The affected region makes up about 9% of the Turkish economy, Akar said.
Training for the next disaster
After completing his volunteer work –which included little time for actual instruction – Akar attended further training for future disasters, learning what to do during and after an earthquake.
Asked why he decided to attend the emergency response training, Akar shared his worries about a future earthquake in Istanbul.
‘‘Hatay is a much smaller area compared to İstanbul, where I live. The population is much higher and I thought that I cannot save myself, my family, and my people. I need better education.”
With that motivation, he applied to the volunteer training program.
‘‘It was very useful and it’s completely free. Anyone between the ages of 18-60 can participate,’’ Akar said.
In the training, volunteers learn what urban rescue is, what you can do, and what AFAD and a natural disaster are, according to Akar. Then there are a few days of psychological training.
‘‘For example, they teach you how to behave and communicate considering the encompassing psychology. You learn how to respond to the injured, how to react to the thief who comes to steal the tent, what you can do if there is a fight,” Akar said.
‘‘The training was very good. A nurse gave first-aid training and a firefighter gave fire training. All the trainers were experts in their field. And of course, all of them were AFAD volunteers.’’
He explained the fundamental things everyone should know to save themself and emphasized that one has to save himself first to save other – what an earthquake is and when help would arrive.
‘‘Everyone should definitely know first aid. I believe that even knowing the right way to hold someone’s neck in case of drowning can help,’’ said Akar.
Akar shared other lessons from the training so that people can be prepared before the next earthquake.
‘‘We need to know the solidity of the building we live in, the ground. We need to know the school we go to, and the place where we work. We should practice with our family before the earthquake. We have to decide where to hide in the house. If we are in different places, we must decide where to meet. It is necessary to know what should be in the earthquake bag.’’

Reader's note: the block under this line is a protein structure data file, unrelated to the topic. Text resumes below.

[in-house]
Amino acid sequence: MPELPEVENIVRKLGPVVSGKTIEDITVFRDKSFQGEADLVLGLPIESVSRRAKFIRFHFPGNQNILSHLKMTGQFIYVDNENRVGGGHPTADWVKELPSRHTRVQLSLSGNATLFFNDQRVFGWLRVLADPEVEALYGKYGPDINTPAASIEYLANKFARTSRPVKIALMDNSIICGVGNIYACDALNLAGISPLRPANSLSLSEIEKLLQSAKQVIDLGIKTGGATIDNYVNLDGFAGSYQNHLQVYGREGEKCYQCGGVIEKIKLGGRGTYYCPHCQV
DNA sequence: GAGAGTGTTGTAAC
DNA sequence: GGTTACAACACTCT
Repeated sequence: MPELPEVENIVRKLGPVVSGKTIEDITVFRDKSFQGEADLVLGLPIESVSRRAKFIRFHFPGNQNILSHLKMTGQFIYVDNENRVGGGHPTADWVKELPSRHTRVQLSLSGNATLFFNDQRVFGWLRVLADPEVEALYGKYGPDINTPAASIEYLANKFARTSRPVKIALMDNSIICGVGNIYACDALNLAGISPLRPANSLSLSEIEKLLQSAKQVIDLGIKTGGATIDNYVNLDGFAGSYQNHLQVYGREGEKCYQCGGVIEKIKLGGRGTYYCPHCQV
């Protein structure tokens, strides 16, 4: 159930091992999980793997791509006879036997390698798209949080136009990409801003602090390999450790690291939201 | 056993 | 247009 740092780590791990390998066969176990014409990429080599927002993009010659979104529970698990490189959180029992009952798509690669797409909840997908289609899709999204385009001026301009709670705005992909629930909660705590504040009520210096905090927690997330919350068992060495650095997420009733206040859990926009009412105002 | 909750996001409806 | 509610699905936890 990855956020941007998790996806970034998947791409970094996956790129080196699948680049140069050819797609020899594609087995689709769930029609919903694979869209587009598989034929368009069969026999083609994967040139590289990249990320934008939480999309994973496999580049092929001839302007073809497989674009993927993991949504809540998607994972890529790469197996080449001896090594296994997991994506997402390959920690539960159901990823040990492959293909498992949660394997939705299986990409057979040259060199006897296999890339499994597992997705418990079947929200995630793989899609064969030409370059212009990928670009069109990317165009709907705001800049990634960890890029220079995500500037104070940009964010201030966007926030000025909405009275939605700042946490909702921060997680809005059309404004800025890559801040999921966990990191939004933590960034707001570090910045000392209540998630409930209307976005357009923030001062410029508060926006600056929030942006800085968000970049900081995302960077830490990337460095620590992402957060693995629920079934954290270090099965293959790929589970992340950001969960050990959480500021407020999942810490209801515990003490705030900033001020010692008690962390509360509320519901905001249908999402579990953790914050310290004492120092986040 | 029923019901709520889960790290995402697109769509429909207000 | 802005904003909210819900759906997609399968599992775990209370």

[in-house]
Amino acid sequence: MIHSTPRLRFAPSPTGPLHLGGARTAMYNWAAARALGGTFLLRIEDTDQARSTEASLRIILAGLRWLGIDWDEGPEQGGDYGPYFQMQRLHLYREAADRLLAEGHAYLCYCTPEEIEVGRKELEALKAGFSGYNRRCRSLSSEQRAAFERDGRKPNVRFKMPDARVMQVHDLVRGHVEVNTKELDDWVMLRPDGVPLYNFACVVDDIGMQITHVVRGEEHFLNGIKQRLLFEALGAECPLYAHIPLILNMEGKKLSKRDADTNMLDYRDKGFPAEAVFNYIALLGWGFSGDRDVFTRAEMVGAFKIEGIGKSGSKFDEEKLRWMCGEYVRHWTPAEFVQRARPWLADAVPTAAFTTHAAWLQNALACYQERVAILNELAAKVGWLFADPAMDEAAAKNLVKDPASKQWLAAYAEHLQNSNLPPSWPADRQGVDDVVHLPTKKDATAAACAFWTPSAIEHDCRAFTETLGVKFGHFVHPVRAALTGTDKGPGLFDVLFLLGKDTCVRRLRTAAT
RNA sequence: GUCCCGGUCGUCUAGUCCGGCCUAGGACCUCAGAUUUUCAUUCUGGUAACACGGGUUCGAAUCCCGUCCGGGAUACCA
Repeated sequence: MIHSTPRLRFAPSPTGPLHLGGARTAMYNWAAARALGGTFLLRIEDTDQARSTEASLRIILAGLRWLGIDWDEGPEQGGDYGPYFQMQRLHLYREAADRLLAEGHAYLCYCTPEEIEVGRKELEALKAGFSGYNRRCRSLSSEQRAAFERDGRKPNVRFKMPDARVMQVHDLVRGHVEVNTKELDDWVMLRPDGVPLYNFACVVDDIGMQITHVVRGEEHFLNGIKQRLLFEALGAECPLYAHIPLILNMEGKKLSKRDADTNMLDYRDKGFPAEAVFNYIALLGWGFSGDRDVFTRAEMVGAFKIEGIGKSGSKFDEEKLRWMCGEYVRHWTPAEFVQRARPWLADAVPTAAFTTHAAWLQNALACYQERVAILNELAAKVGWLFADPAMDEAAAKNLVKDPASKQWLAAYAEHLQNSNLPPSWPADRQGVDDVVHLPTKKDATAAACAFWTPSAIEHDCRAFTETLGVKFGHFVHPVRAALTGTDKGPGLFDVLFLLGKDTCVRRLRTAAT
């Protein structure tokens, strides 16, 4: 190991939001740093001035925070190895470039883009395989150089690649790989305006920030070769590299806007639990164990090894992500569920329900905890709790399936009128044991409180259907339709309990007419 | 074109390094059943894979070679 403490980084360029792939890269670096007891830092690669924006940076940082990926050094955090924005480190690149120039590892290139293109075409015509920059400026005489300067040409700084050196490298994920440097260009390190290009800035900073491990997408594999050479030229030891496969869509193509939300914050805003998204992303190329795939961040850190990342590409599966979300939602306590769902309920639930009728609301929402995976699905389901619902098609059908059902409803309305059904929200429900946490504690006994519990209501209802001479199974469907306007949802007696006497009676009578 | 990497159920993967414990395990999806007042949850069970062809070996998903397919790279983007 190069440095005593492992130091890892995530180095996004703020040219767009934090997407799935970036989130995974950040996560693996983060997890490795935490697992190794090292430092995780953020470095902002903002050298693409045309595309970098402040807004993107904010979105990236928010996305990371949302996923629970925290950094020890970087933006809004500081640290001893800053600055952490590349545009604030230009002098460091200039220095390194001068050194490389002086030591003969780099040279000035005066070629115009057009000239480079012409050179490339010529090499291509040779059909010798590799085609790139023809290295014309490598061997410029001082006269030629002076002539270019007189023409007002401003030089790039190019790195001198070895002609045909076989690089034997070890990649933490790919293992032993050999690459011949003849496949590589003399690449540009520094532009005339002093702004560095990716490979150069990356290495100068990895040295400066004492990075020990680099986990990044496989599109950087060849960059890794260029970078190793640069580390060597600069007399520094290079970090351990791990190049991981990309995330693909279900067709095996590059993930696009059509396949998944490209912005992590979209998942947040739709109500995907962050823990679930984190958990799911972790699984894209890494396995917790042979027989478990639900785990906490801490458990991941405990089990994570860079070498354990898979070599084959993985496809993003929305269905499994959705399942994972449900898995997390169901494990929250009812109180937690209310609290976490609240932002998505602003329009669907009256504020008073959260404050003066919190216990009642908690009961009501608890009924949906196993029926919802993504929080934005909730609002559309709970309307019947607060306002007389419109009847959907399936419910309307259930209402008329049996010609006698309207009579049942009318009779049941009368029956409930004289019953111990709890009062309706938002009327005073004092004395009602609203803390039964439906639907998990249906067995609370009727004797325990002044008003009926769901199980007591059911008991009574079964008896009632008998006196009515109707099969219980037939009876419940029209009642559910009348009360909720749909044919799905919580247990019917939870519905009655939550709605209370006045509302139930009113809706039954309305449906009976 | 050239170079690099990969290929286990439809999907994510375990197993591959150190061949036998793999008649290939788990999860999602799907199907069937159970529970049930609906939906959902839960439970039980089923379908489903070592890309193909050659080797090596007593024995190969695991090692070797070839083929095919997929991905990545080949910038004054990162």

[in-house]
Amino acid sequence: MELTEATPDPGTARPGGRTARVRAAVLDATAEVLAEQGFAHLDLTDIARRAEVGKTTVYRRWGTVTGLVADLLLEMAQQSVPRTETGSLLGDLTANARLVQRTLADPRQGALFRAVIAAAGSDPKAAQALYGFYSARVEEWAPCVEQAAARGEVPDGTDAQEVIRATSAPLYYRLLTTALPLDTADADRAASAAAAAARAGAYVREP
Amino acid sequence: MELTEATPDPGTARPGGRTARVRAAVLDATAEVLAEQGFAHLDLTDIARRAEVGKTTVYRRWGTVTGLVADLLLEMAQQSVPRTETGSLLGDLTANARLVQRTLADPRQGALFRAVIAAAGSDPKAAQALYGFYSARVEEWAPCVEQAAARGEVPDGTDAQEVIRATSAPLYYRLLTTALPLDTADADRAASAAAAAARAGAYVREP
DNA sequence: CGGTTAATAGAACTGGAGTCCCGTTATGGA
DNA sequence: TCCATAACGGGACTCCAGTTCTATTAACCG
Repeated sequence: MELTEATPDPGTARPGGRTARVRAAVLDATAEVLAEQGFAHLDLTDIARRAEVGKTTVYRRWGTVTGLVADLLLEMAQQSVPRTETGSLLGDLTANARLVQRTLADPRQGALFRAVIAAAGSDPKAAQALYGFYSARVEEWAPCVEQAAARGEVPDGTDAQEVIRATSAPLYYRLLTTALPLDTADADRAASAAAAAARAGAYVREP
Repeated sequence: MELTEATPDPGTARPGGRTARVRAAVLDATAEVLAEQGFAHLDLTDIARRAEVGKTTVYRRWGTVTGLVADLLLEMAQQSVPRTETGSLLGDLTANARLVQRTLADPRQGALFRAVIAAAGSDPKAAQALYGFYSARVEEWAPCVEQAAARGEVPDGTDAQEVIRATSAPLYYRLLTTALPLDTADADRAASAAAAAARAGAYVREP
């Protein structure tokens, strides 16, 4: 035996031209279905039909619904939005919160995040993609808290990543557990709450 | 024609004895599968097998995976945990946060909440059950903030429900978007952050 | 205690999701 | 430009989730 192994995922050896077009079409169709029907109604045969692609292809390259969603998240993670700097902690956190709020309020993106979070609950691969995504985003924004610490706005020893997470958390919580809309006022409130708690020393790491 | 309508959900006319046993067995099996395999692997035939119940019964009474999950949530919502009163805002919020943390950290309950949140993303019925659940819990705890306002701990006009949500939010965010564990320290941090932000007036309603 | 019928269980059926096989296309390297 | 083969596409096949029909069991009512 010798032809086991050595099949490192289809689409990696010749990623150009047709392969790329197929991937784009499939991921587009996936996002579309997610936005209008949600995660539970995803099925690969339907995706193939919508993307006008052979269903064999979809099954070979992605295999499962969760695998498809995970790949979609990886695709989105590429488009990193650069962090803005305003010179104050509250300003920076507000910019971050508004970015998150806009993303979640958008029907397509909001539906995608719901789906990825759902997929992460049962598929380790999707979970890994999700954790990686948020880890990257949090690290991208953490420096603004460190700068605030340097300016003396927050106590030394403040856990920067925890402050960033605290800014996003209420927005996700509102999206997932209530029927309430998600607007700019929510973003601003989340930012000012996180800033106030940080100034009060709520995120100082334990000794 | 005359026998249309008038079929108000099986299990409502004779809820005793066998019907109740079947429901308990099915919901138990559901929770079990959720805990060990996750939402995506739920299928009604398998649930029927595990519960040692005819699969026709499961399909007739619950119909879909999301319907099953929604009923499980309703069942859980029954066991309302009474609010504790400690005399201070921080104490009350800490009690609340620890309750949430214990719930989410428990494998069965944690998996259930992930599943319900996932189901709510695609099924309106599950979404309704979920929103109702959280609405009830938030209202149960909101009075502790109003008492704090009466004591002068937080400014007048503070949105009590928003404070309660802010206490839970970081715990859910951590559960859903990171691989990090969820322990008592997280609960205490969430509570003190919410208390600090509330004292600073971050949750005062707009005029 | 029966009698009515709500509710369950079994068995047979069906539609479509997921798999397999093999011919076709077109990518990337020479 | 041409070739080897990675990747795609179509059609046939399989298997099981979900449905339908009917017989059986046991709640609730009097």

Even though an earthquake is horrendous and traumatic, some people decided to exploit it, said Akar, who shared many cases of thievery in the earthquake zone.
The training started on the way to the disaster site.
Remembering the past
Akar learned some lessons from previous disasters.
‘‘I experienced the Marmara earthquake in 1999; there was looting at that time. I saw that people were buying food and blankets from the markets, which is perfectly normal,” said Akar. “They were taking what they needed, so I don’t like calling it looting. People were forced to live in that cold. I didn’t witness anything else, though I might have. Safety is the most important issue in natural disasters.’’
As the areas hit by the twin earthquakes in February are among Türkiye’s most historic regions, there were many questions regarding the state of historic artifacts.
Akar talked about an initiative that was made merely two days after the disaster.
“There is already an inventory, which is a good thing. Under the Ministry of Environment and Urbanization, it started on the second day of the earthquake.
The artifacts will be restored, he said.
“Those who survive will be strengthened,” he said, adding that the artifacts that were completely destroyed with be replicated as closely as possible to the original pieces.
This story was reported by Naz Mergen and Lina Köksal. It was written by Mergen, Köksal, Beren Deniz Öcek, İpek Eser and Sena Naz Ekşi. Köksal handled the translation from Turkish to English.